Umatilla to address city's aging water system

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UMATILLA, Fla. - Umatilla leaders must decide what to do about the city's aging water system.

Last fall a 40-year old water line broke and service was cut off to all 3,600 residents. Officials are now working to decide what repairs city water customers can afford.

Either way, city leaders said the underground pipes are past their prime and something needs to be done.

In October water service was out across all of Umatilla after a 10-inch line installed in the 1970s cracked under Kentucky Avenue. Now officials worry where the aging system will fail next.

"Well I'm not sure what they should do," said resident Phyllis English. "But I do feel like, I think my rates are high enough, and I'm not in favor of paying more money."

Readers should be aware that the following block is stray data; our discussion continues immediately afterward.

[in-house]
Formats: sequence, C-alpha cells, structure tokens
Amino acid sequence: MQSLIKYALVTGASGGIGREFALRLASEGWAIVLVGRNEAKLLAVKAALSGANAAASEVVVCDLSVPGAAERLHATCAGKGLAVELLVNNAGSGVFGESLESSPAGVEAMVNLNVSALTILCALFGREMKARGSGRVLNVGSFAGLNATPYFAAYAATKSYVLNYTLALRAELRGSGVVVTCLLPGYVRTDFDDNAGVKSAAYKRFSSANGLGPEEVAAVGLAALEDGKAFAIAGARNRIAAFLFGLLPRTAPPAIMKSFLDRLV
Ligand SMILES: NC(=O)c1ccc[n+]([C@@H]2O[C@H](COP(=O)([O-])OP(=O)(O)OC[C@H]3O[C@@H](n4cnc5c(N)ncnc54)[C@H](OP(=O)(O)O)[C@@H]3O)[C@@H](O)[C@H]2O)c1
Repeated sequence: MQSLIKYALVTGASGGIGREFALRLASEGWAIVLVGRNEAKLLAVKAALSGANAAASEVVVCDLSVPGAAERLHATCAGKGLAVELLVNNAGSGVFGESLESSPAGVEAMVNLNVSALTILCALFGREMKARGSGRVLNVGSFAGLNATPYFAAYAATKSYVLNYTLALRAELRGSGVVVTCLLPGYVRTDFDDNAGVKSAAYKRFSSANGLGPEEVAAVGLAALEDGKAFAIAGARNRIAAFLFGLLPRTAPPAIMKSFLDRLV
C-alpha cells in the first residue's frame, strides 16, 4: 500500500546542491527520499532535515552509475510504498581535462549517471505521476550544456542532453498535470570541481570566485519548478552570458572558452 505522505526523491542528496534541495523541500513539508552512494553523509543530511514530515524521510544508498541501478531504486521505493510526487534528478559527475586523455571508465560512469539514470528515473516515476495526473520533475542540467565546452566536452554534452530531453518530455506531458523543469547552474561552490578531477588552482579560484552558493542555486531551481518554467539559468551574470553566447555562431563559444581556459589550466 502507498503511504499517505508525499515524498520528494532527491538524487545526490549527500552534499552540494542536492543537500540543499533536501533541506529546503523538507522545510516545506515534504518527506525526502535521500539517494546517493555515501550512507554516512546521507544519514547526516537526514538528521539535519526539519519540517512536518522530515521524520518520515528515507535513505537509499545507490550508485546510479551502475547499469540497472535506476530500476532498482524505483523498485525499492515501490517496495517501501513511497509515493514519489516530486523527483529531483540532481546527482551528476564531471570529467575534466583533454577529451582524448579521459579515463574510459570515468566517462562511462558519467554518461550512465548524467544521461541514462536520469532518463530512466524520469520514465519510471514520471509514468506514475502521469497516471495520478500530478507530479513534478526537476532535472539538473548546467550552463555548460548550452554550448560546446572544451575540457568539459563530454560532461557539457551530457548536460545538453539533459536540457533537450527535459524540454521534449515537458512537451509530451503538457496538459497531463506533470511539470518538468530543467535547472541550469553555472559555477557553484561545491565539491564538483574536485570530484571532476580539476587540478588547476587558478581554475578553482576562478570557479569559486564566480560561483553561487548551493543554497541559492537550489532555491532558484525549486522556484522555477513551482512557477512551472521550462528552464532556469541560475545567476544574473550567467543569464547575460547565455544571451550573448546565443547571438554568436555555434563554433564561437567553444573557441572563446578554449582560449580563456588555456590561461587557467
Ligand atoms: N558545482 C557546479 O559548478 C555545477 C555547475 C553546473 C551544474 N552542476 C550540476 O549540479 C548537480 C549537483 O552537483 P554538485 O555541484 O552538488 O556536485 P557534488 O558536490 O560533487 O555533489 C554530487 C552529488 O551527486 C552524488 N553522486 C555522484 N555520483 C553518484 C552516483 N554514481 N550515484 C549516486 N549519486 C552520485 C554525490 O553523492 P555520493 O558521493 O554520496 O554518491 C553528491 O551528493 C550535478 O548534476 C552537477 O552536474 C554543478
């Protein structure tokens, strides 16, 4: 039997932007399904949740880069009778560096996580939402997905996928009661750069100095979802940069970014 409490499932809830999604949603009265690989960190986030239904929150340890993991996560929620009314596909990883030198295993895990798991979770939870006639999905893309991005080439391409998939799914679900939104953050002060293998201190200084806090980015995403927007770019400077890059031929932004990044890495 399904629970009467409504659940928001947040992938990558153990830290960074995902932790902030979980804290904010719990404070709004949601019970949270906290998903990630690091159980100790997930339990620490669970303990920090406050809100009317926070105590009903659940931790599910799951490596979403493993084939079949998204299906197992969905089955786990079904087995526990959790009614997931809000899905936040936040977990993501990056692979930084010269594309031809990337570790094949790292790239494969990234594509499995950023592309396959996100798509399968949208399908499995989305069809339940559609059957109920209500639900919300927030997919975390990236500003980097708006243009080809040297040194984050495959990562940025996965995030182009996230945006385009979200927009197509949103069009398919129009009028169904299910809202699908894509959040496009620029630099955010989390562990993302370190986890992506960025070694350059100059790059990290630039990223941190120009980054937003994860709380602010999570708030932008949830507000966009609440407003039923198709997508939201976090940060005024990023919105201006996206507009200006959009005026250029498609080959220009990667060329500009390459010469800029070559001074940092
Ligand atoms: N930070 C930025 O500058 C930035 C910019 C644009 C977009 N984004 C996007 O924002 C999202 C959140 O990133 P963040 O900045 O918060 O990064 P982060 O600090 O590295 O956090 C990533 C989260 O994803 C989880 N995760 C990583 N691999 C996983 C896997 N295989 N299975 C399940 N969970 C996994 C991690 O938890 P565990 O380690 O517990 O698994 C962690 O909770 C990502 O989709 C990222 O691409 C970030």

But it's likely the city's residents will have to pay more, Channel 9's Berndt Petersen learned.

The city is looking at a wide range of options, from $20,000 to repair a few hundred cutoff valves, to a multi-million dollar makeover.

"Price is believed to be about $8 million to replace the entire system," said City Manager Glenn Irby. "That's not doable, not on the backs of the taxpayers today."

But Irby says it will have to be done some day, because most of the underground lines are 40 to 60 years old.

Petersen learned the city could cut the $8 million cost in half if city employees did the work.

"The problem with that is that it could take up to 13 years with a four-man crew," said Irby. "And that's about what we could afford, a four-man crew."

Water customers hope whatever is done doesn't cost too much.

"I'm a single person and I don't use that much water," said English. "But I do pay dearly for the water I do use and I don't want to pay any more."